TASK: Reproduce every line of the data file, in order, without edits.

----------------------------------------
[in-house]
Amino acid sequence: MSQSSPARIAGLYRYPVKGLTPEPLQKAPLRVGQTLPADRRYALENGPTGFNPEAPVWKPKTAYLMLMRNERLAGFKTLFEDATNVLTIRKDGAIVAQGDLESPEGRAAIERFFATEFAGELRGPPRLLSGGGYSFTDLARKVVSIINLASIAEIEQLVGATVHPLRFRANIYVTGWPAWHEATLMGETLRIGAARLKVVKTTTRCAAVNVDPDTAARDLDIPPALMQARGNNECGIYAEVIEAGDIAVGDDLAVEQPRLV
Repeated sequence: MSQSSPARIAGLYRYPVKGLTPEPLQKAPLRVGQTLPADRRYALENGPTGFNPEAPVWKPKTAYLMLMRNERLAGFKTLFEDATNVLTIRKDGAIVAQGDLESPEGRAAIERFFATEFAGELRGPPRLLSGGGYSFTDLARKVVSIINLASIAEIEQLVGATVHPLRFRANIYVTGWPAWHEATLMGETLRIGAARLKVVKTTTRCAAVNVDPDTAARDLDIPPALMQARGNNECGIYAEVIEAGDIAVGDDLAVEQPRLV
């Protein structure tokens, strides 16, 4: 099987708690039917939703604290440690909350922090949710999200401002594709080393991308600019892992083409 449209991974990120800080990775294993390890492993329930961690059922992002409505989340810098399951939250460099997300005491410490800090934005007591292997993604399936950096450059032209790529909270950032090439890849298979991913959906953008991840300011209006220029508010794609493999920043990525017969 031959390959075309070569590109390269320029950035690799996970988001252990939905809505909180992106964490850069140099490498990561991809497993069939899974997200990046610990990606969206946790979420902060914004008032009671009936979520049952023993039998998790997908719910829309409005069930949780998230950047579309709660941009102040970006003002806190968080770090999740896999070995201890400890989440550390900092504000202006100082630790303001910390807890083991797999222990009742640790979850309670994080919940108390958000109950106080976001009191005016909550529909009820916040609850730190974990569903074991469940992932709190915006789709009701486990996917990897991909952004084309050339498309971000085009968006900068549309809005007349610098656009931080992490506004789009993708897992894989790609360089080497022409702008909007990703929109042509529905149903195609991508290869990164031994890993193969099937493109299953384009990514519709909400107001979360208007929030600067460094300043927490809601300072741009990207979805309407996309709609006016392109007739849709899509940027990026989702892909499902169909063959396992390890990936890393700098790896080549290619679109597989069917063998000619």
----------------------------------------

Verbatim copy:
[in-house]
Amino acid sequence: MSQSSPARIAGLYRYPVKGLTPEPLQKAPLRVGQTLPADRRYALENGPTGFNPEAPVWKPKTAYLMLMRNERLAGFKTLFEDATNVLTIRKDGAIVAQGDLESPEGRAAIERFFATEFAGELRGPPRLLSGGGYSFTDLARKVVSIINLASIAEIEQLVGATVHPLRFRANIYVTGWPAWHEATLMGETLRIGAARLKVVKTTTRCAAVNVDPDTAARDLDIPPALMQARGNNECGIYAEVIEAGDIAVGDDLAVEQPRLV
Repeated sequence: MSQSSPARIAGLYRYPVKGLTPEPLQKAPLRVGQTLPADRRYALENGPTGFNPEAPVWKPKTAYLMLMRNERLAGFKTLFEDATNVLTIRKDGAIVAQGDLESPEGRAAIERFFATEFAGELRGPPRLLSGGGYSFTDLARKVVSIINLASIAEIEQLVGATVHPLRFRANIYVTGWPAWHEATLMGETLRIGAARLKVVKTTTRCAAVNVDPDTAARDLDIPPALMQARGNNECGIYAEVIEAGDIAVGDDLAVEQPRLV
């Protein structure tokens, strides 16, 4: 099987708690039917939703604290440690909350922090949710999200401002594709080393991308600019892992083409 449209991974990120800080990775294993390890492993329930961690059922992002409505989340810098399951939250460099997300005491410490800090934005007591292997993604399936950096450059032209790529909270950032090439890849298979991913959906953008991840300011209006220029508010794609493999920043990525017969 031959390959075309070569590109390269320029950035690799996970988001252990939905809505909180992106964490850069140099490498990561991809497993069939899974997200990046610990990606969206946790979420902060914004008032009671009936979520049952023993039998998790997908719910829309409005069930949780998230950047579309709660941009102040970006003002806190968080770090999740896999070995201890400890989440550390900092504000202006100082630790303001910390807890083991797999222990009742640790979850309670994080919940108390958000109950106080976001009191005016909550529909009820916040609850730190974990569903074991469940992932709190915006789709009701486990996917990897991909952004084309050339498309971000085009968006900068549309809005007349610098656009931080992490506004789009993708897992894989790609360089080497022409702008909007990703929109042509529905149903195609991508290869990164031994890993193969099937493109299953384009990514519709909400107001979360208007929030600067460094300043927490809601300072741009990207979805309407996309709609006016392109007739849709899509940027990026989702892909499902169909063959396992390890990936890393700098790896080549290619679109597989069917063998000619």